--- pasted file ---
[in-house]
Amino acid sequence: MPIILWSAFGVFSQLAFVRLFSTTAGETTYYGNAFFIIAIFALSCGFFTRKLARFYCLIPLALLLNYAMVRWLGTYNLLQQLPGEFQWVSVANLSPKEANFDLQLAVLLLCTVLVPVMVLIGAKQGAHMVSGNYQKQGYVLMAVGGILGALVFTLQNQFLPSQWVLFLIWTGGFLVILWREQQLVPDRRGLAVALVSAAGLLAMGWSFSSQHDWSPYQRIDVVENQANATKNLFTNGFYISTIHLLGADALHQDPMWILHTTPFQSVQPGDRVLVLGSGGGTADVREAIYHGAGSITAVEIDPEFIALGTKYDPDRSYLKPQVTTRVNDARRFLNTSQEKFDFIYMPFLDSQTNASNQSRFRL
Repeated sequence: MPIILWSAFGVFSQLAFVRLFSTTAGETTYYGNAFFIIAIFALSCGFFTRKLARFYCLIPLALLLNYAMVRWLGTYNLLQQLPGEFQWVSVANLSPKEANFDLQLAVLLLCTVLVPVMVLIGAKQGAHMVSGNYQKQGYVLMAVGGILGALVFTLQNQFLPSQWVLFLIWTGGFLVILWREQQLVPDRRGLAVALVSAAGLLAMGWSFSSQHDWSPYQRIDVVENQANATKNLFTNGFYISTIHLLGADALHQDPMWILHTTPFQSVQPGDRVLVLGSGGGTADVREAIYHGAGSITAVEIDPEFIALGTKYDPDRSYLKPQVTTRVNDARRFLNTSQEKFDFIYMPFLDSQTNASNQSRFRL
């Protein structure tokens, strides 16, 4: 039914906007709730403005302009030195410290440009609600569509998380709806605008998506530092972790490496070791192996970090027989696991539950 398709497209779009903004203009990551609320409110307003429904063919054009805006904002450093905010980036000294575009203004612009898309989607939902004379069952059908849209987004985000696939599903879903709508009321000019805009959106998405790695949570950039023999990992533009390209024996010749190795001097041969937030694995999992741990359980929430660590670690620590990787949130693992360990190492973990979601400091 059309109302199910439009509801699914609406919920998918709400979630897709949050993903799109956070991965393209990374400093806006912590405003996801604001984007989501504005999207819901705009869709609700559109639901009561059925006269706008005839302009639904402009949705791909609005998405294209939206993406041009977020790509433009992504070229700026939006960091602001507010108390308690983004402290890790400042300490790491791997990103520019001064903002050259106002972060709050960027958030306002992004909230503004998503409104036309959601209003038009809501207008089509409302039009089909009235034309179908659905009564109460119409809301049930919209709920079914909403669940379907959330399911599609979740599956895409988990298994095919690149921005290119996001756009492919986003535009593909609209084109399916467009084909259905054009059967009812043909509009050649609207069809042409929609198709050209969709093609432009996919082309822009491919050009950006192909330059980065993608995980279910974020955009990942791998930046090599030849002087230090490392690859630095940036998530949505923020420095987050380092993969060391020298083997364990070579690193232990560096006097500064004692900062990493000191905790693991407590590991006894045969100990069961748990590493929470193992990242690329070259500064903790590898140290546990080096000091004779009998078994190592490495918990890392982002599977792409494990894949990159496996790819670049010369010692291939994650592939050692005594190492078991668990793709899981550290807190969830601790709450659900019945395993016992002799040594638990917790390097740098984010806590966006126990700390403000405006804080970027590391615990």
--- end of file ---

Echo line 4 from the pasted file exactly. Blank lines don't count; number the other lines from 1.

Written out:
């Protein structure tokens, strides 16, 4: 039914906007709730403005302009030195410290440009609600569509998380709806605008998506530092972790490496070791192996970090027989696991539950 398709497209779009903004203009990551609320409110307003429904063919054009805006904002450093905010980036000294575009203004612009898309989607939902004379069952059908849209987004985000696939599903879903709508009321000019805009959106998405790695949570950039023999990992533009390209024996010749190795001097041969937030694995999992741990359980929430660590670690620590990787949130693992360990190492973990979601400091 059309109302199910439009509801699914609406919920998918709400979630897709949050993903799109956070991965393209990374400093806006912590405003996801604001984007989501504005999207819901705009869709609700559109639901009561059925006269706008005839302009639904402009949705791909609005998405294209939206993406041009977020790509433009992504070229700026939006960091602001507010108390308690983004402290890790400042300490790491791997990103520019001064903002050259106002972060709050960027958030306002992004909230503004998503409104036309959601209003038009809501207008089509409302039009089909009235034309179908659905009564109460119409809301049930919209709920079914909403669940379907959330399911599609979740599956895409988990298994095919690149921005290119996001756009492919986003535009593909609209084109399916467009084909259905054009059967009812043909509009050649609207069809042409929609198709050209969709093609432009996919082309822009491919050009950006192909330059980065993608995980279910974020955009990942791998930046090599030849002087230090490392690859630095940036998530949505923020420095987050380092993969060391020298083997364990070579690193232990560096006097500064004692900062990493000191905790693991407590590991006894045969100990069961748990590493929470193992990242690329070259500064903790590898140290546990080096000091004779009998078994190592490495918990890392982002599977792409494990894949990159496996790819670049010369010692291939994650592939050692005594190492078991668990793709899981550290807190969830601790709450659900019945395993016992002799040594638990917790390097740098984010806590966006126990700390403000405006804080970027590391615990």